A nature charity is rewarding gardeners who make space for wildlife.
Somerset Wildlife Trust is giving plaques to people who allow wildflowers to bloom and cut out the use of weedkillers.
It hopes it will inspire others, and this year it is also offering plaques for whole communities making a collective effort to support nature.
Fellow charity Plantlife says it has already seen some bird species increasing thanks to wilder gardening.
Bryony Slaymaker, of Somerset Wildlife Trust, said: “The aim is to give people recognition and to say thank you because gardens are so important and if we all do a little bit it will make a huge difference.
‘Tip the balance’
“Behavioural science tells us that if one in four people visibly take action, that encourages everyone else to do things – it tips the balance.”
No Mow May, where gardeners do not use their lawnmowers or shears for a month, was launched by Plantlife in 2018, and has been steadily gaining traction.
People can apply for a plaque by filling out a self-assessment survey on the Somerset Wildlife Trust’s website with details of their garden’s size and the different features they have added.
Those with just a courtyard or window box can join in, and there is also a category for allotments.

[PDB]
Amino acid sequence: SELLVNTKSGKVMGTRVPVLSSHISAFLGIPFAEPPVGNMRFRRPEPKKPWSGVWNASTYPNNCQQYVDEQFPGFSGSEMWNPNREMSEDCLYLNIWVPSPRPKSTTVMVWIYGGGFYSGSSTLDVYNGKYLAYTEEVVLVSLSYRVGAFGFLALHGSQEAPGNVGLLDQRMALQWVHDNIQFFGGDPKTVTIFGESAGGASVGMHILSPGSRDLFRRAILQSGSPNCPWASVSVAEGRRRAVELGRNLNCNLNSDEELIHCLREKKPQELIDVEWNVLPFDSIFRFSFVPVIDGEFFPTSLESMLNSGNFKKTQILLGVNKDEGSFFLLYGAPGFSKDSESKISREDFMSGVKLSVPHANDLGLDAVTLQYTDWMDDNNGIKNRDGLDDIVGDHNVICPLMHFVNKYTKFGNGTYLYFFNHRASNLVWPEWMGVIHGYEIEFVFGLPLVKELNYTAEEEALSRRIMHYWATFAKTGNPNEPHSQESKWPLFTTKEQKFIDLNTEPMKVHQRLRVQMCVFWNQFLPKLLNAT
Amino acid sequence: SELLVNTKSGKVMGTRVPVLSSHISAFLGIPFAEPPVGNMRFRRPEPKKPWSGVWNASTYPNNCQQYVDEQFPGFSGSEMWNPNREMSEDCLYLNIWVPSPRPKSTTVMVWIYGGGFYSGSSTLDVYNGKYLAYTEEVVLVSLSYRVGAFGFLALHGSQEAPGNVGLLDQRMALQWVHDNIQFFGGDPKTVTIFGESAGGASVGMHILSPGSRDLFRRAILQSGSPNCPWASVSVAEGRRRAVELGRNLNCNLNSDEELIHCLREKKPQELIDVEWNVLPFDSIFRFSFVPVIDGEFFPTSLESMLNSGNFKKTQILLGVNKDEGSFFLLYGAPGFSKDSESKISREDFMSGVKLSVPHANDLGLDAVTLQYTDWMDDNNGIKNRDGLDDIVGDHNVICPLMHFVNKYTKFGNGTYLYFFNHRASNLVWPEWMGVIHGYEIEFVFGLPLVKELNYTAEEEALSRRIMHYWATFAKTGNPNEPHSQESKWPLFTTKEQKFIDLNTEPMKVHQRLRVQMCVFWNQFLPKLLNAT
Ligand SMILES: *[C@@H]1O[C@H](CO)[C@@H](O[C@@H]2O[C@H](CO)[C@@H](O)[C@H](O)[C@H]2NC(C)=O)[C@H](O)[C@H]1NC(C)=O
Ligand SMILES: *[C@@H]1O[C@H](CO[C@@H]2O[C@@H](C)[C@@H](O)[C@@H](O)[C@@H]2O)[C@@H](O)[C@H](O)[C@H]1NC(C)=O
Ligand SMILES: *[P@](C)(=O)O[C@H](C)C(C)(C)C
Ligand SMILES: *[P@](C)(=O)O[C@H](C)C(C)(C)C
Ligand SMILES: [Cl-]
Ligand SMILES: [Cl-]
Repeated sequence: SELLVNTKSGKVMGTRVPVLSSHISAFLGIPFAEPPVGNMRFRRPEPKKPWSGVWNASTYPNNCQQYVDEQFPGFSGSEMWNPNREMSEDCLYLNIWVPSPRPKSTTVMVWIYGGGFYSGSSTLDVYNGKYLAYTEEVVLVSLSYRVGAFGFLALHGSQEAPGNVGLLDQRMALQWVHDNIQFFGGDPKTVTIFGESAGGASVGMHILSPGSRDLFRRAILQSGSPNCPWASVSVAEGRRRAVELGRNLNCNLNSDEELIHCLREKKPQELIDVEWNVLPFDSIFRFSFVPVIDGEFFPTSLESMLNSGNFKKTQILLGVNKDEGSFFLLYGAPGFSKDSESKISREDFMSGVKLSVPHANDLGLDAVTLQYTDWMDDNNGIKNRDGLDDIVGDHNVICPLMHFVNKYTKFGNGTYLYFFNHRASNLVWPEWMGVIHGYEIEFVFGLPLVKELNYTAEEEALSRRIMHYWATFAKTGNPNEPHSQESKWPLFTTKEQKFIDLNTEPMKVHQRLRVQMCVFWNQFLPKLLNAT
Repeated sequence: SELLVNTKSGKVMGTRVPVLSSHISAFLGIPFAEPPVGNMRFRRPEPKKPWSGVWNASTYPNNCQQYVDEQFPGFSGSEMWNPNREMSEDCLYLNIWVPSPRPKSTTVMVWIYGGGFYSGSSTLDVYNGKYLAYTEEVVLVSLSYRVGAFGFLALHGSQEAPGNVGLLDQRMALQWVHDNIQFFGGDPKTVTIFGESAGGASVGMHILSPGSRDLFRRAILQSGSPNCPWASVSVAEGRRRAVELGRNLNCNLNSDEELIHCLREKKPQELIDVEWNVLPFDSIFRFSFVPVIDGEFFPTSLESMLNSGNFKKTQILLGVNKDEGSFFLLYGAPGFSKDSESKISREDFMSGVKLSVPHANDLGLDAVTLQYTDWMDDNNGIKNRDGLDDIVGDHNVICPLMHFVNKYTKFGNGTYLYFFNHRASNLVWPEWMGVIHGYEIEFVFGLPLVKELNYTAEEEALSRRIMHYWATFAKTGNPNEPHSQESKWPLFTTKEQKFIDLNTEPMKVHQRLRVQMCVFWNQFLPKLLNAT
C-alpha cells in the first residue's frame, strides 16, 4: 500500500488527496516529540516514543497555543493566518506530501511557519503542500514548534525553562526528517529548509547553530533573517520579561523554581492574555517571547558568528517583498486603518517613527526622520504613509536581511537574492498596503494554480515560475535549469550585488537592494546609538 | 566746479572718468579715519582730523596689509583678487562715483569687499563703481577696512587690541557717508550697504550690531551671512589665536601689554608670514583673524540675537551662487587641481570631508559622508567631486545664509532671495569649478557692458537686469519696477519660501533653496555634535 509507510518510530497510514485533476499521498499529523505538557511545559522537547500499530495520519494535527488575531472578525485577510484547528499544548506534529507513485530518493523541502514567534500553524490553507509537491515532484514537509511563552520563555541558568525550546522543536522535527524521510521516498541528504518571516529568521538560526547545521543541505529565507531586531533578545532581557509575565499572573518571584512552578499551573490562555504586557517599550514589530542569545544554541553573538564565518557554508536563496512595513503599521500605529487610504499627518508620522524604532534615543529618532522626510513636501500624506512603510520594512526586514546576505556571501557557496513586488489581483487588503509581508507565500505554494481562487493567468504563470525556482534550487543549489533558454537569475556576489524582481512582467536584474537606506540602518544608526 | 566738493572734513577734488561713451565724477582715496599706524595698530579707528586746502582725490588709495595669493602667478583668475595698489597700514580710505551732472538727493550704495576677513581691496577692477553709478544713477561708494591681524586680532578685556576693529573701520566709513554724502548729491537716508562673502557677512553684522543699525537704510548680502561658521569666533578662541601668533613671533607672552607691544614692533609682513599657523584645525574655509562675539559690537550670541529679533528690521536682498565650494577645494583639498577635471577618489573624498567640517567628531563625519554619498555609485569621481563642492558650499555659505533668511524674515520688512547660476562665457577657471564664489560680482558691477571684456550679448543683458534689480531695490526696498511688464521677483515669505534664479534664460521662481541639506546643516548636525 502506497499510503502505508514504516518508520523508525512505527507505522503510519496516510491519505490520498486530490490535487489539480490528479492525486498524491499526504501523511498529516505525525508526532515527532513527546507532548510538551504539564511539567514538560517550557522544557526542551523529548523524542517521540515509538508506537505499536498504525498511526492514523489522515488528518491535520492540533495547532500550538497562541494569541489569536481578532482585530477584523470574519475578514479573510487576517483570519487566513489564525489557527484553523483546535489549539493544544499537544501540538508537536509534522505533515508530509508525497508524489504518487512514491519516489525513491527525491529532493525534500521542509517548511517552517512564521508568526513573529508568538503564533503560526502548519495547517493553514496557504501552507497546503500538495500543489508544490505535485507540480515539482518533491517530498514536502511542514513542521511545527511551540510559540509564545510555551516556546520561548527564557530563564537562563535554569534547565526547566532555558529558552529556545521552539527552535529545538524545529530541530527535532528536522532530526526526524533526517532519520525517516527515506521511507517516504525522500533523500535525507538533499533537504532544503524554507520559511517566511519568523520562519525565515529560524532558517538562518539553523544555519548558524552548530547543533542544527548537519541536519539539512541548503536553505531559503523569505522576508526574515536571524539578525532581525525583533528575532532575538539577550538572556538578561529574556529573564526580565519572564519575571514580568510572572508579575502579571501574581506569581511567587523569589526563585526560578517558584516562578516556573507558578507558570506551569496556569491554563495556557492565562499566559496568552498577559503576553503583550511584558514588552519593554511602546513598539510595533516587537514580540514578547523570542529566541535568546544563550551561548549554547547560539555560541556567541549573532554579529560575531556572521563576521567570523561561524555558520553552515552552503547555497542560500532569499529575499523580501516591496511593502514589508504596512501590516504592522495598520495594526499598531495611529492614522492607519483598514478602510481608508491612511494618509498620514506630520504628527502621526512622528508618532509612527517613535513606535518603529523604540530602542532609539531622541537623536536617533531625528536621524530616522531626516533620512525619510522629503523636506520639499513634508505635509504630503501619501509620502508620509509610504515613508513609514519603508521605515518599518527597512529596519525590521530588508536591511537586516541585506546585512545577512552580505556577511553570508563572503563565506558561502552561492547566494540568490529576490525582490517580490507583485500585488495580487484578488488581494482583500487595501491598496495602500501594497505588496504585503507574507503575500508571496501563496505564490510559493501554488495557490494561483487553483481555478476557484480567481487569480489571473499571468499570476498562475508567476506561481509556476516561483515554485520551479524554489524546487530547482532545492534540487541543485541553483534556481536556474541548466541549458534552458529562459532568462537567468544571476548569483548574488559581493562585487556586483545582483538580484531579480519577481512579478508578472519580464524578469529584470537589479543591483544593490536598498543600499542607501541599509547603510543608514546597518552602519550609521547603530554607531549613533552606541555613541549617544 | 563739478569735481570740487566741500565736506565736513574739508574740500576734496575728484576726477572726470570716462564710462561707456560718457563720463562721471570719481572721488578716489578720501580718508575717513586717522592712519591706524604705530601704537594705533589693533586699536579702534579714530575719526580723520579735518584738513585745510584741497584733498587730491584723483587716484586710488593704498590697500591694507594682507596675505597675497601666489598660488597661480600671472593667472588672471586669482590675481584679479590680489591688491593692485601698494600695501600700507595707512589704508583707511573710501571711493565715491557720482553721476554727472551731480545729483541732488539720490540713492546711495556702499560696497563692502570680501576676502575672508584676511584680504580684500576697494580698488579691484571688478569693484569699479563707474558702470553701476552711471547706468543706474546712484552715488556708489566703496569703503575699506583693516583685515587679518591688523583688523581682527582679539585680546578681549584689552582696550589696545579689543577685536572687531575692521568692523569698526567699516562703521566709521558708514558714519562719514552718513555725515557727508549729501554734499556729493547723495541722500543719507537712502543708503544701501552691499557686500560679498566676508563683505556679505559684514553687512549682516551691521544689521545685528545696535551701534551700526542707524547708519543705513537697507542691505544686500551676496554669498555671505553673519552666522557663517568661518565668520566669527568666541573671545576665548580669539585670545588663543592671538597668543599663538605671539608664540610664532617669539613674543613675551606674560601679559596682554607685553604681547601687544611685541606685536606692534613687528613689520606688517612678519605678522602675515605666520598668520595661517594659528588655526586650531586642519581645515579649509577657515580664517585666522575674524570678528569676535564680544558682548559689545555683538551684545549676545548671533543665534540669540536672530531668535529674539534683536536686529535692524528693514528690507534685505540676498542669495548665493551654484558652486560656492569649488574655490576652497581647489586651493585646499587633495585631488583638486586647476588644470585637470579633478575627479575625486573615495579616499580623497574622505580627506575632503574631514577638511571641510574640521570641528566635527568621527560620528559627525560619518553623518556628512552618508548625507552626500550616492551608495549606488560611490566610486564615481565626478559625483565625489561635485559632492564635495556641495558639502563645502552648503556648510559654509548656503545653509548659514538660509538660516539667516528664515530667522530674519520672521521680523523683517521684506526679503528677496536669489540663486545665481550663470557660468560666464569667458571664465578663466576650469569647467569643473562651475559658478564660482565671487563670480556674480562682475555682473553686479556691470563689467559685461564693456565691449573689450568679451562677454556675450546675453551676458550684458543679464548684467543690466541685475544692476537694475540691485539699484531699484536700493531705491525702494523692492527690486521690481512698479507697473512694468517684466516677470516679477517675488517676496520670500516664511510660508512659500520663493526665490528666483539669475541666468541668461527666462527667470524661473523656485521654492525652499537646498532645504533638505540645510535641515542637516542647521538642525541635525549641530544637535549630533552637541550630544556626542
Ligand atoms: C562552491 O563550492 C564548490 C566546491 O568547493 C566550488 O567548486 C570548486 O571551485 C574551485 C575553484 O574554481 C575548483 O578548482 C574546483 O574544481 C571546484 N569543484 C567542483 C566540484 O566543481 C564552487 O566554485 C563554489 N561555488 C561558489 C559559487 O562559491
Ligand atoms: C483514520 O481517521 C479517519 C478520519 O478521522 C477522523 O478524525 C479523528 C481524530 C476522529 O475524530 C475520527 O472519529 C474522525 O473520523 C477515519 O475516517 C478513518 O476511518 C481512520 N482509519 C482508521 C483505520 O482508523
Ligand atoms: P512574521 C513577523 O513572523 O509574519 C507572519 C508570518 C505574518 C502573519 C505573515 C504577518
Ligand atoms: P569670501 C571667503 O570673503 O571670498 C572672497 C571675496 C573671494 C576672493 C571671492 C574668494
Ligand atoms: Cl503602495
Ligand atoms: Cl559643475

This year, for the first time a street, village or an entire town can try to earn a community plaque if enough people start managing gardens and green spaces for wildlife.
Ms Slaymaker said: “This is brand new, no one has got it yet – the plaques aren’t even printed out but we would really love to see it.”
“It is a big ambition, and it will take local people and community champions getting behind it.”
Clover and birdsfoot trefoil are among the species that can flourish when green spaces are left to grow
‘Definitely makes a difference’
Sarah Shuttleworth, senior ecological advisor with Plantlife, says efforts by individuals and local communities can add up to real policy change.
“If people are changing the way they are managing their own gardens, they are going to start changing their values about how they feel about wildlife everywhere, and that definitely does make a difference,” she said.
“If we have this idea of ‘I can’t do anything because it is such a small amount,’ that is not the way we are going to change things in the biodiversity crisis.”
Ms Shuttleworth, who is based North Curry, manages some plots of land in the Somerset village and says she has already started to notice the difference.
“I have seen an increase in plant life and an increase in bird species, including predators such as sparrowhawks.”
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